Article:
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22nd December 2016


A tribute from their daughter.


During the Christmas period, George and Florence will celebrate their 'Oak' Wedding Anniversary: 80 years of married life here in the Diocese of Leeds.


All of their lives they proved to be an absolute blessing for every Parish Priest: always ready to volunteer and produce the goods.  Never seeking profuse thanks, fuss or publicity –which is exactly how they feel now as they approach this milestone anniversary.  But such a special occasion shouldn’t pass by without a mention – even though they are not quite at their merry best at the moment, both now being aged over 100 years old – so here is an epistle of recollections compiled with the greatest of respect, admiration and love.


Florence’s father had been born in Pennsylvania, but joined the British Army and was shipped to South Africa as the Boer War had just come to an end.  ‘They heard I was coming and decided to surrender,’ he would say.  Eventually settling with relatives in Normanton, he worked underground hewing coal until retiring at the age of 70. 


George’s father, who was a regular in the Royal Horse Artillery, settled at the end of his term as a blacksmith, wheelwright and coachbuilder in West Ardsley.  George (who always joked that the Titanic sank in the April and he was launched in the May!)  followed in his father’s footsteps to become a master coachbuilder – mainly in the motor industry.  Whether converting Rolls Royces into ambulances or making Leeds public transport vehicles safe, his meticulous skills never varied: ‘All to Westminster Abbey standards, built to last forever!’ was the family joke.  His joinery talents also came in handy for church painting and maintenance: he made altar stools, created a mobile Baptismal font and sorted out all the problems with which his priests presented him. 


As a young man, George enjoyed weight-lifting, gymnastics, swimming, fishing – and the one which would change his life –cycling.  He met Florence when he joined the Normanton Wheelers Cycling Club and soon after their marriage they moved to Leeds.  Theirs was the first marriage ceremony conducted by Fr O’Meara, who went on to build a fine reputation at the Holy Rosary and also initiated the building of the Leeds Irish Centre.  The couple had two daughters who loved and appreciated their father’s fascinating historical knowledge as much as their mother’s talents as a dressmaker.


On leaving school at 14, Florence’s main choices had been: turn left for Wakefield’s woollen mills, or right for Leeds and tailoring factories.  She turned right, catching the 6 a.m. Leeds train until she and some pals bought bikes for their return journey, Mondays to Saturdays.   After WWII, her happy marriage and family life were of prime importance and it was quite usual to have additional jobs to earn a few extra shillings to make life more comfortable – so as well as home-sewing and being a barmaid at the Greyhound Stadium, Florence’s love of Leeds United found her working there for 40 years.  Running the tea bar and the original Souvenir Shop, she travelled officially with the team to places like Barcelona, Paris, and with George, to two Cup Final Banquets at the Café Royal in London (once as winners; once not).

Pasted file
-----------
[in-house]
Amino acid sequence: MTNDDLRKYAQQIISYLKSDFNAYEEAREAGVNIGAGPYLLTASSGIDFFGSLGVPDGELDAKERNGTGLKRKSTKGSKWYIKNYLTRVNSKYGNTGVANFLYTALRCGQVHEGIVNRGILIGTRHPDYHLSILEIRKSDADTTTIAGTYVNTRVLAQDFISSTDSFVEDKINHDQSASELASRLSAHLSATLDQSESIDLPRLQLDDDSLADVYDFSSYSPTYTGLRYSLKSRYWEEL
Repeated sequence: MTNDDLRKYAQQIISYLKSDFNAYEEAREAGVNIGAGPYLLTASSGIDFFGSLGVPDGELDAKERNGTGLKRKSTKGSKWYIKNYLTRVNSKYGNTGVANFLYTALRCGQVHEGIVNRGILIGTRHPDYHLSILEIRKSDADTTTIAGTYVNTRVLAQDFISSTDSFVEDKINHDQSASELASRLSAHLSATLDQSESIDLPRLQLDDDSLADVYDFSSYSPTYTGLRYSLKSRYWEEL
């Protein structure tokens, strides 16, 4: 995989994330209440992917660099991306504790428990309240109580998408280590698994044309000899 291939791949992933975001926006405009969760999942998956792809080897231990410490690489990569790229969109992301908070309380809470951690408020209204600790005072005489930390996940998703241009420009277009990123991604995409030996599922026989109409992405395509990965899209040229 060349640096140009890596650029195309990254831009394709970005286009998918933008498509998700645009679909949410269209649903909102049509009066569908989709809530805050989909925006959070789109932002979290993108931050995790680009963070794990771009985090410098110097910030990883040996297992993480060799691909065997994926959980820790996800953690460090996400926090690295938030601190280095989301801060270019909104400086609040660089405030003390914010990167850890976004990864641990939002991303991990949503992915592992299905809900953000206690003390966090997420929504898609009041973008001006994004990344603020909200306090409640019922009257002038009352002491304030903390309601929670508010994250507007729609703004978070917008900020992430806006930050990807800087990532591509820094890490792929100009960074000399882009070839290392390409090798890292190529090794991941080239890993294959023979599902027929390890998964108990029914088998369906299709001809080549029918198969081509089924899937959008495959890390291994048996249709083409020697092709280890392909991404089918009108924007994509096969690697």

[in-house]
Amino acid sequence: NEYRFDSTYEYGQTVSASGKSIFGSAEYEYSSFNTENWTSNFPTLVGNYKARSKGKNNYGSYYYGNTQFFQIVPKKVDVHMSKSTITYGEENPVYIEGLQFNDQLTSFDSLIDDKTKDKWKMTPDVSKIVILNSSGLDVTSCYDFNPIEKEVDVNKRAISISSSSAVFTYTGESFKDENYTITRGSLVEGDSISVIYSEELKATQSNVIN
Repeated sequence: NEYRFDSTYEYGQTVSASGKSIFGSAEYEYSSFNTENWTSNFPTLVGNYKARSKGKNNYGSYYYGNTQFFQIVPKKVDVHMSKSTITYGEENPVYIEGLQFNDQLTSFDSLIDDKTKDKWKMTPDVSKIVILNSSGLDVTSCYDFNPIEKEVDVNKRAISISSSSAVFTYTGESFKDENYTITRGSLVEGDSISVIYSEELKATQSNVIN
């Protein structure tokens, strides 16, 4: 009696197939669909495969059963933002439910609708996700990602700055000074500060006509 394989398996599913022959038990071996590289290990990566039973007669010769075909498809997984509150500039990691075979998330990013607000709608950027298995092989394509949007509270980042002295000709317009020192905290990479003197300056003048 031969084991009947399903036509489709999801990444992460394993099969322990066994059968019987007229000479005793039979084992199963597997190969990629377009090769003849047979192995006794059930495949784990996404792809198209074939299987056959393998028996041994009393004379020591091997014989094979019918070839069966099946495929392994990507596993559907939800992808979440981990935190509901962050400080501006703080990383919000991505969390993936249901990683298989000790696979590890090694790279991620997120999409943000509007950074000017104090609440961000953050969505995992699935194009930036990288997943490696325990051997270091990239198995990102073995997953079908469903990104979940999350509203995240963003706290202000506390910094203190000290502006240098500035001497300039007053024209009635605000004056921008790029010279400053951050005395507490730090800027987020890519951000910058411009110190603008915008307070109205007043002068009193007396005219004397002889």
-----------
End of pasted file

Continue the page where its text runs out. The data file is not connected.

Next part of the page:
In her heyday as a tailoress, Florence could make anything: fashionable clothes, gigantic stage curtains and inventive costumes for church pantomimes.  She also made superb vestments for home and abroad: for local parishes, for Fr Kelly (then Chaplain to the Little Sisters of the Poor) and even – in 1985 - some alterations for the very tall Bishop David Konstant’s inauguration regalia.  Florence had become a Catholic by chance, when the family was persuaded by a Catholic neighbour to send the eldest of four children to St John’s Catholic School, ‘just across the road.’  She is the only one of her siblings who maintained the Faith – but such faith!  She still keeps her prayer book near her at all times, says daily prayers, and the couple receive the Holy Eucharist at home from a Eucharistic Minister. 


Before health problems took their toll on both George and Florence in the past 20 years,  they had enjoyed numerous pilgrimages to Walsingham, Lourdes and Rome.  Frustrating, yet successful speech lessons from his daughter helped George overcome speech problems from a stroke – but like many busy, lively people, coping with a more sedate lifestyle has been hard.   The loss of their younger daughter last year was devastating, but both George and Florence remain content with peace of mind in the care of their elder daughter and son-in-law.  Their faith in God has been fervent for over a century; they have no fear of meeting Him and hope to be re-united with their dear families and friends.


This 80th wedding anniversary will be far quieter than all the lively parties since 1996, now firmly rooted in family memories.  Sadly, some of those happy guests are no longer with us, and others fast approaching the centenarian club themselves!   There has been a visit and Communion from Bishop Marcus Stock; there will be a few dedicated Masses on the day; another card from HM The Queen; a special Blessing from Pope Francis –all organised by the family with an abundance of love, best wishes and blessings.